The Hippie Movement of the 1960s and 70s was a time of cultural, social, and political upheaval. It left an indelible mark on society. With its emphasis on peace, love, and harmony, the counterculture movement challenged the status quo, promoting an egalitarian way of life.
Now, half a century later, many conservatives find themselves grappling with the legacy. Reconciling their beliefs with values that survived the counterculture is a mission and a struggle.
by David Stone
The Spirit of the 60s
The world has changed since the days of Woodstock and the Summer of Love.
The political landscape shifted, giving rise to a new generation of conservatives attempting to navigate within the broader cultural context. For some, this means embracing elements of the Hippie Movement, such as environmentalism, personal freedom and spirituality. But it also requires balancing that with their core conservative values.
One of the most significant aspects of the Hippie Movement was its impact on popular culture. Music, art and fashion from the era resonate today, influencing contemporary artists and designers alike.
Bob Dylan, Jimi Hendrix and Janis Joplin, for example, remain iconic figures whose work is celebrated by fans across the political spectrum. Their message of peace and unity transcends party lines, a reminder of the power of art to bring people together.
Similarly, the fashion of the 60s and 70s has experienced a resurgence in recent years. Bohemian-inspired – Boho fashion – clothing and accessories made a comeback on runways and in street style. Renewed interest in counterculture aesthetics speaks to the enduring appeal of the era’s ideals. But few among the newly converted consider themselves “hippies” in the traditional sense.
Then, There’s Politics
On the political front, the the counterculture spirit of the 60s appears in the debate over issues such as drug policy, reproductive freedom and LGBTQ+ rights. The Hippie Movement’s advocacy for personal freedom and individual expression paved the way for a more inclusive society.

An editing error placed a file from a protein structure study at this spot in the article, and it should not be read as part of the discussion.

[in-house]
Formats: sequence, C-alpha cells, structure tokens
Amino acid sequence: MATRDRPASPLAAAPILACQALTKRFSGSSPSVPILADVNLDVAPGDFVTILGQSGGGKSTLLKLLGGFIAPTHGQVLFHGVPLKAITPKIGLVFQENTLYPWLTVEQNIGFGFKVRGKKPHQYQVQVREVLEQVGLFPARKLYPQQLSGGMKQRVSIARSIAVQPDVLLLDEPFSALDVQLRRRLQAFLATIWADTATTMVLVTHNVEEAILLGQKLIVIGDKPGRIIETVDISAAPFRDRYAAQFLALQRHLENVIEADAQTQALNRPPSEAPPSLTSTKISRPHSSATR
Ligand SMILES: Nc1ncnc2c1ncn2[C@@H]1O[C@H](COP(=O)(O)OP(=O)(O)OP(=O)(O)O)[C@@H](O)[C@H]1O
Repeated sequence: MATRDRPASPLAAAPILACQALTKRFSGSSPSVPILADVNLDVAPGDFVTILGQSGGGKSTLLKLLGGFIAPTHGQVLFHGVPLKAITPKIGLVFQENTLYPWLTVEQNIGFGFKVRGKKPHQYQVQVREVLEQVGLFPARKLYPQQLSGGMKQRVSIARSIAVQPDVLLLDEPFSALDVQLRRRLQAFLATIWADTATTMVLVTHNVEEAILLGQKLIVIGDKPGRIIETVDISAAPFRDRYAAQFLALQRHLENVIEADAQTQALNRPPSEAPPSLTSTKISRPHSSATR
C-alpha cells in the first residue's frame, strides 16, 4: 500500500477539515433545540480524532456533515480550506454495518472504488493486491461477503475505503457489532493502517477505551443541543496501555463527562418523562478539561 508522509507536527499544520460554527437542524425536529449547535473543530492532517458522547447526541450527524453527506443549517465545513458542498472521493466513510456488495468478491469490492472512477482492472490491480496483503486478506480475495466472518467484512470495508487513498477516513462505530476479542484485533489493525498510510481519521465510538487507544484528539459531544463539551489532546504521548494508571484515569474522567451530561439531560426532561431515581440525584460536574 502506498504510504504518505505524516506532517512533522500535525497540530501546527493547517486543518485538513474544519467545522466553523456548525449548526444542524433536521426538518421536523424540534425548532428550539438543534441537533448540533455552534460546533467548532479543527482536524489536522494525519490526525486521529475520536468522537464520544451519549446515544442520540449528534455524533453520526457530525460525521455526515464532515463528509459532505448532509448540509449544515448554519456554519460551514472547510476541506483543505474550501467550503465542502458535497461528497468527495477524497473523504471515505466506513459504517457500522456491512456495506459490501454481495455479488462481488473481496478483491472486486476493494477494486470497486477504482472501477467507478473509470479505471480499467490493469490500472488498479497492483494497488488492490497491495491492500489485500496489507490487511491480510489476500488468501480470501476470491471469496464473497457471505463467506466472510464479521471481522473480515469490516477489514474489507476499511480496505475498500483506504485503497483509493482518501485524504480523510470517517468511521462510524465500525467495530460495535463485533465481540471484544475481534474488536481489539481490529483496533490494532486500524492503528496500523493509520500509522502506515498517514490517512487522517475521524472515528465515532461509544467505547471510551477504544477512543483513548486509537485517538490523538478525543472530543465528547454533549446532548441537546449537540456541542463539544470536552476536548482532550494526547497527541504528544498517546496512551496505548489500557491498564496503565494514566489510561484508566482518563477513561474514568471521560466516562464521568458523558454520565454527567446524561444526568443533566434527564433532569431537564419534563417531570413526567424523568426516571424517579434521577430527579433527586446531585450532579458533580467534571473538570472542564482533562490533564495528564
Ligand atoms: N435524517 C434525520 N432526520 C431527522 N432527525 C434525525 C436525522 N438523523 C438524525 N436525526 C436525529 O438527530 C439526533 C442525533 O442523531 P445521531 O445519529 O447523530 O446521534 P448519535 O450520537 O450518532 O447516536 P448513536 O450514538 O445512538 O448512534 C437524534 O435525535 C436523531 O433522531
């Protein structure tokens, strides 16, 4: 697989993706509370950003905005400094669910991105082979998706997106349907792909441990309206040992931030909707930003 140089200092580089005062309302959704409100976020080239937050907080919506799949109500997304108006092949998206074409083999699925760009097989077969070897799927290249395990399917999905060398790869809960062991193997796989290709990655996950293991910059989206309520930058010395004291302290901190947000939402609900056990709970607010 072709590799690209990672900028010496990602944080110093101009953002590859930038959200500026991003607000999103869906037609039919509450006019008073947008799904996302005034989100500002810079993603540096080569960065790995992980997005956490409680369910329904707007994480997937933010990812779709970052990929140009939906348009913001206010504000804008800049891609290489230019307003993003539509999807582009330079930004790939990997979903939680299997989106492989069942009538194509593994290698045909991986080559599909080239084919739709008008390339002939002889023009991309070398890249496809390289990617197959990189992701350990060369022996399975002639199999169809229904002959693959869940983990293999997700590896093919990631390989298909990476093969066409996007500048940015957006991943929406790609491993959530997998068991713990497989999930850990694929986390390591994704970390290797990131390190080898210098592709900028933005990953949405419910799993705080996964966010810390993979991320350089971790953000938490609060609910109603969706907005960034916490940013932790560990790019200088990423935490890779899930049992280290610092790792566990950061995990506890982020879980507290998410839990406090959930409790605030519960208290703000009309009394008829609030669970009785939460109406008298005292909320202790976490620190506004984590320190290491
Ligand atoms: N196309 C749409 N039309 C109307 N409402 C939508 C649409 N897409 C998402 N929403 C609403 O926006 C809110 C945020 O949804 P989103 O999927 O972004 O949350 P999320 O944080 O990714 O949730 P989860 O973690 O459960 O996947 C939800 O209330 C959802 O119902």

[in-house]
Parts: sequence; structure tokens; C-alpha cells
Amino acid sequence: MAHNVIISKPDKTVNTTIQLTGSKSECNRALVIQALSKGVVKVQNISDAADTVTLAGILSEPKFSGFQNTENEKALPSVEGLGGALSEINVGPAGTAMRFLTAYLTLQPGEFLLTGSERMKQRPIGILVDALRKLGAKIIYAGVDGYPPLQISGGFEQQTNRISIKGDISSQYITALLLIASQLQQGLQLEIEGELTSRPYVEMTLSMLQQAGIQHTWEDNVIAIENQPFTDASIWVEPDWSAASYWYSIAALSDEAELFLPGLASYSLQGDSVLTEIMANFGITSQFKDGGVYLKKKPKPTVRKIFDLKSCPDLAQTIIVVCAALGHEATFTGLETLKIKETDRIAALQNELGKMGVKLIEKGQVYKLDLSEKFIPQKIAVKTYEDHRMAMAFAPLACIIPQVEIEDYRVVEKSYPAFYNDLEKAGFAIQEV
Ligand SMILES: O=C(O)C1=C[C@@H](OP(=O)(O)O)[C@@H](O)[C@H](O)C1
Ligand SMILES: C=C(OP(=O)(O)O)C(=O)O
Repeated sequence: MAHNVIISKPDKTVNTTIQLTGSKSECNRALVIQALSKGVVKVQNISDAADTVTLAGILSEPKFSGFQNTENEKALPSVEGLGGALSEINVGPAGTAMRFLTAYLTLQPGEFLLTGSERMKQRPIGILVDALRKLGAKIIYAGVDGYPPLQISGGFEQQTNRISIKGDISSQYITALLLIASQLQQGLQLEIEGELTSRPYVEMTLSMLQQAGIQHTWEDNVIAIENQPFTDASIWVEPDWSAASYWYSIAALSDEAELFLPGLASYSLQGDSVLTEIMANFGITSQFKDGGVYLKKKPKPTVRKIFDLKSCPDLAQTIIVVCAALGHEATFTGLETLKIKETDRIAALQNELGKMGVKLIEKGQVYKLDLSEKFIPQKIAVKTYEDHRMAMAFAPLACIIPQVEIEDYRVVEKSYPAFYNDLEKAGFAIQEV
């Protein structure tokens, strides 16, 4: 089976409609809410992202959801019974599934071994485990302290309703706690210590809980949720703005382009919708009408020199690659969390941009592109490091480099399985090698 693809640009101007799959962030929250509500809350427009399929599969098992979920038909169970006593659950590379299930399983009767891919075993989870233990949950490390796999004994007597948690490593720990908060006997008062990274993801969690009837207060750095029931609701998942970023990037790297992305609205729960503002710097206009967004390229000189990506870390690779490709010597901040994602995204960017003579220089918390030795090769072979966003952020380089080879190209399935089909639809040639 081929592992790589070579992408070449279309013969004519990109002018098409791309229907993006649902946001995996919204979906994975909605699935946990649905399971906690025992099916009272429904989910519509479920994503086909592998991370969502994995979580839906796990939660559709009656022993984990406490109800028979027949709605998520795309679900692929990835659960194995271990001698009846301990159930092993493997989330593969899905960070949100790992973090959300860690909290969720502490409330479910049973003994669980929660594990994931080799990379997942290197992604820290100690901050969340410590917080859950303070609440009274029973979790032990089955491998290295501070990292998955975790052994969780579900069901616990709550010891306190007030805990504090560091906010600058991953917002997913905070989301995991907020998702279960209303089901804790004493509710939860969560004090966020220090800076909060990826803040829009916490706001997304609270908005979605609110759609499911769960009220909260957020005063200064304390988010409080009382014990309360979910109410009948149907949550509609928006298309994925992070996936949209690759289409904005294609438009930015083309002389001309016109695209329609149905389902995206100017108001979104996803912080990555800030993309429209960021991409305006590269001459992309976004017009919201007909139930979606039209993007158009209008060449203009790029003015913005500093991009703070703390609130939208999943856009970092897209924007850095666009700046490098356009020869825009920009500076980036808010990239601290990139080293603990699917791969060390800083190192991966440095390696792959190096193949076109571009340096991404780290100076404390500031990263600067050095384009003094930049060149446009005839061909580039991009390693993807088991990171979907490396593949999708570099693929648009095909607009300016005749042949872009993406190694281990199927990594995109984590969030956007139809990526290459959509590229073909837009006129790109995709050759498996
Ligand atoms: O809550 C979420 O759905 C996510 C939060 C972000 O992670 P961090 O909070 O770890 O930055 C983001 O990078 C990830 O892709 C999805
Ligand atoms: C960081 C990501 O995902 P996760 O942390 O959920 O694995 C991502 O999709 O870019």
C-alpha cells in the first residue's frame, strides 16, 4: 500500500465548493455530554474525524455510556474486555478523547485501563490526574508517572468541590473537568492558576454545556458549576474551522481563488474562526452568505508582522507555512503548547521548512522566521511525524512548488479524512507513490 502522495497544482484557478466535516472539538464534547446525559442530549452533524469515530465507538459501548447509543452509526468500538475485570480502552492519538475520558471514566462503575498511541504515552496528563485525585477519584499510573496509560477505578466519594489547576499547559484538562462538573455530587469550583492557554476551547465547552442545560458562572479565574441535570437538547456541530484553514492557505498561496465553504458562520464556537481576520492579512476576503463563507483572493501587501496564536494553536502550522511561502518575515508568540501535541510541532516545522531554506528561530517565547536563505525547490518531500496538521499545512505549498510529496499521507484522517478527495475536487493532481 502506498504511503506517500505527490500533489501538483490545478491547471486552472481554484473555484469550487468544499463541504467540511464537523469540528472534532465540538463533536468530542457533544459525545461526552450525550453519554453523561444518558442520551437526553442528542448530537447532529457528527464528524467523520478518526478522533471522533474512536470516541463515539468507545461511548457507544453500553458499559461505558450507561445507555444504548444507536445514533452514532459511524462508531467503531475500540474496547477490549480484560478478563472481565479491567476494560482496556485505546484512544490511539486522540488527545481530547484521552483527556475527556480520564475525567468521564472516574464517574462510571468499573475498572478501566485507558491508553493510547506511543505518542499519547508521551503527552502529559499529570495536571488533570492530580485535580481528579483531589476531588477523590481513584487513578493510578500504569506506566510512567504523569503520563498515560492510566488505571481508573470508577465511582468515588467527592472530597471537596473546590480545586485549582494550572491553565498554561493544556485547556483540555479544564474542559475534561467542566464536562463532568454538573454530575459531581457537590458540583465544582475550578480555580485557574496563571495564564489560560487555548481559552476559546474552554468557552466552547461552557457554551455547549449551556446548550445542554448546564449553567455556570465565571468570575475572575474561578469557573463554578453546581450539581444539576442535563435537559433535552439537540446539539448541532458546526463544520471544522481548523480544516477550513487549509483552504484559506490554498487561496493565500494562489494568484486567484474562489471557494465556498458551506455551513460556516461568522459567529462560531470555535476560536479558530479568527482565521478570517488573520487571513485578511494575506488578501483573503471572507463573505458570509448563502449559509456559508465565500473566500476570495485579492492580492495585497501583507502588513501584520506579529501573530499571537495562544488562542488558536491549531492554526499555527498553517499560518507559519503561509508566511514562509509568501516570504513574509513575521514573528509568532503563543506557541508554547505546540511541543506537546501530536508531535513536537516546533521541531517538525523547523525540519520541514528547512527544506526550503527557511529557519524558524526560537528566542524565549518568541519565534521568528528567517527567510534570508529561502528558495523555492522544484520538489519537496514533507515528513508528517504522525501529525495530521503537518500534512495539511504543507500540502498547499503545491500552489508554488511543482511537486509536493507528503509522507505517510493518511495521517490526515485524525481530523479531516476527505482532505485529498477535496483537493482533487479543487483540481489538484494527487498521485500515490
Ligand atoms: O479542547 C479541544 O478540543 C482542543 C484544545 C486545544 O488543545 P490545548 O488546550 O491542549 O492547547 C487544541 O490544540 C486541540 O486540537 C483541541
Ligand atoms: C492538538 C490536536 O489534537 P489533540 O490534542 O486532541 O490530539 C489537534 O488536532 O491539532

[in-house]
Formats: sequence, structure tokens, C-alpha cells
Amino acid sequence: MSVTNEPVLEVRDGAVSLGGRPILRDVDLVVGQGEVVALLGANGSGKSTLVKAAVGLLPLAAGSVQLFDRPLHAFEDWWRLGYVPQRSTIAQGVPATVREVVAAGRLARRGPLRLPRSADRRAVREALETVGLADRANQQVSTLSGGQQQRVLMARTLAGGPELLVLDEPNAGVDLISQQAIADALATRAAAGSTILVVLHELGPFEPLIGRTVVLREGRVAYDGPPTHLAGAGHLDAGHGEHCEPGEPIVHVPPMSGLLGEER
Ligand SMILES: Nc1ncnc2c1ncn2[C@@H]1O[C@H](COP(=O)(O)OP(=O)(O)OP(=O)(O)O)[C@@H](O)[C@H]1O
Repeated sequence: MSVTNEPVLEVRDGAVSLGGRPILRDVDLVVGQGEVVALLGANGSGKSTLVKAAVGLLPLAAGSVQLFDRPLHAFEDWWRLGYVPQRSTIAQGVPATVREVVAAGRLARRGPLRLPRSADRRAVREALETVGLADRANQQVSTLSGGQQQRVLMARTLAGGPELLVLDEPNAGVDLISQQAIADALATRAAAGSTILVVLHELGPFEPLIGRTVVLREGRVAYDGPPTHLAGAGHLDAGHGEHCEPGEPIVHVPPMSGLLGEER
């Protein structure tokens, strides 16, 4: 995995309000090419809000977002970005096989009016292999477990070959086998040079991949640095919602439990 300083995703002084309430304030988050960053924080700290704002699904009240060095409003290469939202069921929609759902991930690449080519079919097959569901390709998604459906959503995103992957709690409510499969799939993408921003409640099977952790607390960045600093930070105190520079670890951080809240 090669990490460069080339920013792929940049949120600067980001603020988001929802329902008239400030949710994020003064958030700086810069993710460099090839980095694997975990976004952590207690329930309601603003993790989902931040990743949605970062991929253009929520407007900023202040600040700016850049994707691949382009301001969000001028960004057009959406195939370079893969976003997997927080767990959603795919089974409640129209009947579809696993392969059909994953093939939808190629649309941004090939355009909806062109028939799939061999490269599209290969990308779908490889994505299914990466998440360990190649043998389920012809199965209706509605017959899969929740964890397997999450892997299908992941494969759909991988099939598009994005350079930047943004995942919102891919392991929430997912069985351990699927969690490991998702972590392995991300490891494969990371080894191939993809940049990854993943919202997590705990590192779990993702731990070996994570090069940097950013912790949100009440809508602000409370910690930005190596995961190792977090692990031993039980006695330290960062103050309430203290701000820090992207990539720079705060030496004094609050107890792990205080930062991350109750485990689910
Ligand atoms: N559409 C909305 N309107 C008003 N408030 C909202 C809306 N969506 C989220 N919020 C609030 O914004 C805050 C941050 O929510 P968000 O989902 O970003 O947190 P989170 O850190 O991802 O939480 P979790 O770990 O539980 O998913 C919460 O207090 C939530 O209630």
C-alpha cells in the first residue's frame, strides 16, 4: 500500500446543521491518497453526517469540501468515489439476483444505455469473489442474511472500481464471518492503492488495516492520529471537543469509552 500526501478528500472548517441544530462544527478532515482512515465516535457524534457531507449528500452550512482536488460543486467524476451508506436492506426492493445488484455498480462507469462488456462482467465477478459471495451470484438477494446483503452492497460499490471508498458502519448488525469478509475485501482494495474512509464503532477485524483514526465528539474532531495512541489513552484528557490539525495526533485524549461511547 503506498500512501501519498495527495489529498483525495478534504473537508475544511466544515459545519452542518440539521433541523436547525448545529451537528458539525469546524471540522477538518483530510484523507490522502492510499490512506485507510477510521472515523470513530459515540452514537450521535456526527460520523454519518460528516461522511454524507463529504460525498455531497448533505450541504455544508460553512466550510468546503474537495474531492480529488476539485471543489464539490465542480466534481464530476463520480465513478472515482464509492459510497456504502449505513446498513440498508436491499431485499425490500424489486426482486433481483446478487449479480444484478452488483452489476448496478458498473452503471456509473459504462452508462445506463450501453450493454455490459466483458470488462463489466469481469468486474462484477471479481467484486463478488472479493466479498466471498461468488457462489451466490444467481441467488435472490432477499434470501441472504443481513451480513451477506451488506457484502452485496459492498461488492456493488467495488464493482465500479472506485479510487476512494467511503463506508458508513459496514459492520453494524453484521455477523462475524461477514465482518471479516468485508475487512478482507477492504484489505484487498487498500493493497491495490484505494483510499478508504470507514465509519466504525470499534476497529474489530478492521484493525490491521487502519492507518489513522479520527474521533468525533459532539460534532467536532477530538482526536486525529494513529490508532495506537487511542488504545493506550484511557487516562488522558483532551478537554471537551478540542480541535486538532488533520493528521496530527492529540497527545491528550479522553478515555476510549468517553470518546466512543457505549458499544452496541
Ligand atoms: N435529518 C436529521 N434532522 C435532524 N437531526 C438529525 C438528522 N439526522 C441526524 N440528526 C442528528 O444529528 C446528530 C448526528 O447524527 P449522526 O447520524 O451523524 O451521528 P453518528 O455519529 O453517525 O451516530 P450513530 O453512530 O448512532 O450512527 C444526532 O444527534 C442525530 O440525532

In recent years, we’ve seen an uptick in conservative politicians embracing environmentalism – an issue historically championed by the counterculture movement. This taps into the growing awareness of climate change and its potential consequences. Recognition that conserving our natural resources is crucial for future generations.
Despite these areas of convergence, there are still significant ideological differences between conservatives and the values espoused by the Hippie Movement. For example, the counterculture’s emphasis on communal living and wealth redistribution stands in stark contrast to the conservative belief in limited government intervention and free-market capitalism.
Ultimately, the struggle for conservatives to reconcile themselves with the spirit of the 60s is emblematic of a broader cultural conversation taking place in our society.
As we grapple with the challenges of the modern world, it’s essential to remember that the values of peace, love, and understanding promoted by the counterculture movement are not inherently incompatible with conservative principles.
In fact, by recognizing the areas of common ground between these seemingly disparate ideologies, we can foster a more inclusive and compassionate society that honors the best of both worlds. By embracing the lessons of the past, conservatives can help ensure a brighter future for all.